User Experience

3 Things Poor Interfaces and Zombies Have in Common

Published February 1, 2015 ⚡ Updated on October 2, 2023 by Markus Pirker

poor user interface
User interfaces are a lot like zombies. They’re both grumpy, they’re both slow, and they both have a tendency to eat your brains.

Okay, maybe that last one is a bit of a stretch. But the point still stands: poor interfaces can be just as frustrating as the undead.

Here are three ways in which poor interfaces and zombies are similar:

1. They don’t respond to any external stimuli

According to the Zombie Apocalypse wiki this is especially true for zombie type 0, which although undead, fortunately only represents a moderate risk. Zombie type 0 does not react to any external stimuli whatsoever, neither to light nor to any kind of sound.

It stumbles around and is… simply undead. It decays slowly, attacks no one or has an irrepressible hunger, something which is also a characteristic of other types of zombies. They make no sounds either, except for scuffing or squelching (depending on their degree of putrefaction).Zombie Apocalypse wiki

Poor interfaces show a behaviour similar to zombie type 0. They are in a kind of “undead mode”. Nothing gets a response: neither good-intentioned coaxing nor touching or clicking. The absence of any feedback often leads users to show symptoms of fatigue or aggression, leading to total resignation when facing technology.

Recommended action

If you give a wide berth to this type of zombie or interface and avoid any contact with it, there is no risk for yourself. However, in this case the question remains of whether the psychological impact on survivors is not the strongest.

2. They leave chaos behind them.

Zombies are not known either for their excellent taste in the interior design of the summer house or for having a green thumb. On the contrary, usually no grass grows any more in those places they dwell in.

Thus, after extensive research (American scientists were involved, of course), the renowned Zombie Research Society proves something which we have already suspected for years.

Though Fredrick’s theory is a bold one, it can no more be confirmed or denied than any other. As of today, there is still no generally accepted explanation for why one of the most culturally advanced civilizations on the planet was wiped out in an impossibly short span of time. Was it the first zombie apocalypse, or even just one in a long string of unrecognized outbreaks throughout human history? No one knows for sure.Zombie Research Society

Zombies are therefore considered responsible for the destruction of an entire civilization. What can poor interfaces boast of, compared to this? Well, it could be the crash of an Airbus, a radiotherapy device that kills people, instead of healing them and the death of John Denver.

Among the less deadly, but no less devastating effects of poor interfaces, the output of an entire US election might also be included.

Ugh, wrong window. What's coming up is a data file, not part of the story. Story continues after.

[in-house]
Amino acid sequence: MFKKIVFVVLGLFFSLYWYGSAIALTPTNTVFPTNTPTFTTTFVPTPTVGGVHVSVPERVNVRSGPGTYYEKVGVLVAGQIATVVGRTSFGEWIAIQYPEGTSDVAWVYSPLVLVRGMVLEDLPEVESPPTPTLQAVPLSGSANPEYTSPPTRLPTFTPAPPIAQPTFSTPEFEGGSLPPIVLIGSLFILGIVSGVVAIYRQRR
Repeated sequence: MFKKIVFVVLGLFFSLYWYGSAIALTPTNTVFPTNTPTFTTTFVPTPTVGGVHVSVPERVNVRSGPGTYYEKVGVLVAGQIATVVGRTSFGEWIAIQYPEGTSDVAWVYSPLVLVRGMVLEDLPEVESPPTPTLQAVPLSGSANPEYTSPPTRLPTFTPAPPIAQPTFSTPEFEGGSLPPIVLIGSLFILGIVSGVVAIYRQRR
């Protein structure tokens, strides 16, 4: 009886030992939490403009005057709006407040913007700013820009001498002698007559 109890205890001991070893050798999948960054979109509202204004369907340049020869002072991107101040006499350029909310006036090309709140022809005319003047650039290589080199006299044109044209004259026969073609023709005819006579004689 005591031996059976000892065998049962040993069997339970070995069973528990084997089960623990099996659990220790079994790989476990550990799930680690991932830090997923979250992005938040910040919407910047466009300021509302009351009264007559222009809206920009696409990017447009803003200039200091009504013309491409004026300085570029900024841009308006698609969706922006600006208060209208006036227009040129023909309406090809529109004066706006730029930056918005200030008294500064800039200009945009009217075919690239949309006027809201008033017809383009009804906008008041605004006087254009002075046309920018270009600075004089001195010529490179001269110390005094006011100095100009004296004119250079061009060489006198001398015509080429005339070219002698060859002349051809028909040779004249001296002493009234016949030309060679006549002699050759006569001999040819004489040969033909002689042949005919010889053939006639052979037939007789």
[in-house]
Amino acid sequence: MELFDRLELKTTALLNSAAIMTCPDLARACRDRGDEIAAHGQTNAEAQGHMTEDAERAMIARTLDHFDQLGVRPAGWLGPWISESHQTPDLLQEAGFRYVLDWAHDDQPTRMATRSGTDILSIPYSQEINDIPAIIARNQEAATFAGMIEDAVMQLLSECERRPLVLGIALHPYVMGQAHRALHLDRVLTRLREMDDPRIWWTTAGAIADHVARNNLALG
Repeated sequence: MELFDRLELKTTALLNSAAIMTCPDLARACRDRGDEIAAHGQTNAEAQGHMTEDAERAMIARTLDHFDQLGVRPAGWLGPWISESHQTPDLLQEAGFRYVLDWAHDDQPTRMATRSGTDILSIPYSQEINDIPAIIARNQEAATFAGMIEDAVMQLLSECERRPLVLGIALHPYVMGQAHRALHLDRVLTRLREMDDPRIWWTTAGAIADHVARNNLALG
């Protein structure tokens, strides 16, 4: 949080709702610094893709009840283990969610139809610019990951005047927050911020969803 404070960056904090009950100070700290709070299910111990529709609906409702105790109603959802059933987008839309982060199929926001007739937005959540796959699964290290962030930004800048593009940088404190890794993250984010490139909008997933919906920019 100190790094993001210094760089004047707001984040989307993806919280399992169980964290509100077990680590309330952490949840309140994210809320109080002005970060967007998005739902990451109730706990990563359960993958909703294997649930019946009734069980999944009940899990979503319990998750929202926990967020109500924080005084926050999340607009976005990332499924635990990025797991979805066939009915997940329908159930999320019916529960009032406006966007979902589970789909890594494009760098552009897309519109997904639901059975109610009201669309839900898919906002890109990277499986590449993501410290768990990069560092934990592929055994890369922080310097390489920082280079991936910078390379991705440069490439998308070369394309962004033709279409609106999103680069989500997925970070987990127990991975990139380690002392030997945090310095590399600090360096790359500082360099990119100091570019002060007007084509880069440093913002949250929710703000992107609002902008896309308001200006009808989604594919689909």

zombie electionPat Buchanan held the lead in this election against Al Gore. Is it surprising?

Recommended Action

Correct expectations are the basic prerequisites for a good interaction. In our own interest, we should not allow undead and poor interfaces to perform sensitive tasks.

3. They are no masters of articulation.

So far it is mostly unclear whether the groans of zombies serve as a means of communicating or only represent a simple (uncontrollable) reflex. Either way, the vocabulary available to them is very limited.

According to the “Urban Dead Zombie Lexicon” highly respected by American experts, the sounds uttered by zombies are limited to the following:

  • Graagh. – The standard zombie sound. Without any deeper meaning whatsoever.
  • Graaaagh! – An exclamation. Beware! This is the way a zombie in attack stage usually sounds. Distinguishing the subtle difference in intonation and timbre between this sound and the above may be vital for your survival.
  • Grrrh. – Another sound, habitually also without any specific meaning.
  • Grh. – A common greeting between zombies. Corresponds approximately to a friendly “Hi there!”
  • Mrh? – The most common pronouncement of a zombie. It represents almost all moods, but the desire for a quick kill is usually in the foreground.

A clear and understandable language is a rarity, not only among the undead, but unfortunately also among interfaces.

An unreadable error message

Interfaces should actually communicate with users in an understandable manner, using natural wording and avoiding “system language”. Unfortunately, interfaces fall all too often into zombie gibberish…

Recommended action

Due to their minimal vocabulary, communication with both kinds of interlocutor is very difficult. Experts therefore advise looking elsewhere for contacts to satisfy the desire for social interaction.

Poor interfaces are a lot like zombies: they’re slow, they’re grumpy, and they eat up your time. If you want to avoid the frustration of dealing with a poorly designed interface, take the time to design it well from the start. Your users will thank you for it!

Have you met any Zombie Interfaces lately? Tell us in the comments!

P.S: If you don’t want your interface to behave like an undead, we recommend making usability testing a habit. Graagh.

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